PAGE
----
Hendriks translates her love of flowers into a beautifully abstracted rendition of her subject. Her approach includes a multi layered application of acrylic paints and mediums, where she employs a wide array of brushstrokes, washes, and mark-making techniques. She is currently focusing on brightly coloured abstracted still life paintings from her studio in Cambridge, Ontario.
Hendriks completed studies at Fanshawe College (London, ON) and Bealart (London, ON), and has worked independently as a professional artist since 2005. Hendriks currently exhibits with a number of fine galleries across Canada, and is an associate member of the Federation of Canadian Artists (AFCA) and an elected member of the Society of Canadian Artists (SCA).
After graduating college, Sam spent 2 years as a resident artist at The Arts Project gallery in her hometown of London, where she was fortunate to complete several commissions, hold exhibitions and earn grants.
In 2012, having never traveled, seen the ocean or been on a plane, Sam moved her life and studio to the Dominican Republic. While exploring the island she discovered kitesurfing and took lessons in Cabarete, a small town on the north coast. Sam was a slow learner but after a few months of practice, tricks started coming naturally to her as a result of her snowboarding background. Within 2 years of kiting in Cabarete, she was offered her first sponsorship by Star Kiteboarding and started traveling to exotic locations for competitions.
"I would go out every morning and collect wild flowers to paint and live with-- a presence that would observably deteriorate. In this process of painting and living with the season/wildflowers, my practice explored ideas of honouring, offering, holding and ultimately loss. Through this process, I engaged with ideas of vanitas and natures mortes. This very classical idea of a still life has a new relevance in a digital world where most images and 'reality' are googleable--the series, records of loss, deals with the immediacy of engaging with what is at hand, of the transitory."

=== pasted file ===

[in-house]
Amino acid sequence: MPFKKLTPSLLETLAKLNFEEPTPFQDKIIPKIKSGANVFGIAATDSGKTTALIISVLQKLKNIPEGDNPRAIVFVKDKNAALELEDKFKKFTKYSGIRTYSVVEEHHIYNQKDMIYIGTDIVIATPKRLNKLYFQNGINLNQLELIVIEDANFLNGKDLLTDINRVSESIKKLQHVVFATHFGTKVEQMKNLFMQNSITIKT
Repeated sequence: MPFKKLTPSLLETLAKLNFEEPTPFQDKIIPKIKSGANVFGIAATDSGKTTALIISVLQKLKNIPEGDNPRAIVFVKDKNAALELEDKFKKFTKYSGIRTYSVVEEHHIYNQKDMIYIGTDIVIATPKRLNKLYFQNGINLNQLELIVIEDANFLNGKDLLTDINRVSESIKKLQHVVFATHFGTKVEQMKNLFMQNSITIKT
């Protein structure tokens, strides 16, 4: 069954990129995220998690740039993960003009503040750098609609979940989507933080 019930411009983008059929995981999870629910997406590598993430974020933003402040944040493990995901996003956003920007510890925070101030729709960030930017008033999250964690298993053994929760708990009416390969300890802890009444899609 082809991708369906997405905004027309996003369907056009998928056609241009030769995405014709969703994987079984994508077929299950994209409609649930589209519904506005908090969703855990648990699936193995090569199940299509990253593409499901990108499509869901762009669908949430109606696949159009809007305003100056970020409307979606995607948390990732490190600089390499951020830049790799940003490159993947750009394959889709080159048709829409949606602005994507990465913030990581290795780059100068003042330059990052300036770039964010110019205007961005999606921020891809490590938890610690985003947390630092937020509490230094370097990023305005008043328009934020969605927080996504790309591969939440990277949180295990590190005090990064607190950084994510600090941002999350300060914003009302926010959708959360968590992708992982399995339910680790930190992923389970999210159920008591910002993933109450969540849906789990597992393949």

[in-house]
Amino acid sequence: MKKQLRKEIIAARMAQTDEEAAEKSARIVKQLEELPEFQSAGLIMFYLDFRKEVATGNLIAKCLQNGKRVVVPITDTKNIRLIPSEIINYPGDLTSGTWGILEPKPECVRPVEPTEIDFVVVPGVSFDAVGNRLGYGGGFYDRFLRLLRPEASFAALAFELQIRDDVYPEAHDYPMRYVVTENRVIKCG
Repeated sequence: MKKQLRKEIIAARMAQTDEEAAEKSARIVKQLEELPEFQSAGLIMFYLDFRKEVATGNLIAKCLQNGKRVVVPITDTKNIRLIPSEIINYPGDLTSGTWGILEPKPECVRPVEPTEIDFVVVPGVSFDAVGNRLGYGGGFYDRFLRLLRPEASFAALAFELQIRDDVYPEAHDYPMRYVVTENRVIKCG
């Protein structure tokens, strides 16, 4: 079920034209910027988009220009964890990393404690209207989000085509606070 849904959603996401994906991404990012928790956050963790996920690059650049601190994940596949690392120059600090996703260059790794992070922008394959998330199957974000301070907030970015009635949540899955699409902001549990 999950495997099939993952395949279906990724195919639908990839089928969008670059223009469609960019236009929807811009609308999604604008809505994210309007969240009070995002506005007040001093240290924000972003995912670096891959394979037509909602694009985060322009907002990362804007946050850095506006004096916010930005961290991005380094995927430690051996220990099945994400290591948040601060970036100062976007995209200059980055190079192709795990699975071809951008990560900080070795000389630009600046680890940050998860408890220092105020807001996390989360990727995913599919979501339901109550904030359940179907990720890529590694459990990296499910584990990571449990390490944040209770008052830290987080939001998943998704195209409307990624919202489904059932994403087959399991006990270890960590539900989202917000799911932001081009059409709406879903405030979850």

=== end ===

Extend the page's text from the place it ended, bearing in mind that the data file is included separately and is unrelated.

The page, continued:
Angie Quick (b.1989) is a self-taught artist working in London, ON. She is known for her large oil paintings which explore flesh in a historical and contemporaneous manner. Her practice experiments with the nature of language and sensation within both a visual and performative context. She has received several grants and has shown throughout Southern Ontario.
This exhibition will showcase a series of Angie's more recent florals.
Geoff Farnsworth currently lives in the Niagara Region, working out of a large communal studio space in downtown St. Catherines. This Niagara Artists Centre initiated multi space, has become an inspiring setting to create new work in varied size, motif, and perspective.
Geoff's paintings explore a relationship between figurative and abstraction in order to meld unconscious probing and stylistic innovation with a meditative figural base. It's important to Geoff that the paintings work well as collections of shape, colour, texture, and energy; while also building a compelling image. Working with people and motifs from his personal world, he focuses continuously on maintaining a balance between plan and accident, known and unknown, restraint and exuberance. His figures look out as much into mindscape as landscape.
Geoff's paintings have been shown in New York City, Washington DC, Minneapolis, Toronto, Winnipeg, Calgary, the Niagara region, Thunder Bay, Vancouver, Sweden, Norway, and Trinidad.
Teaching is also in his skill set, leading lessons, workshops, studies, high school lectures, as well as having taught at the University of Pristina.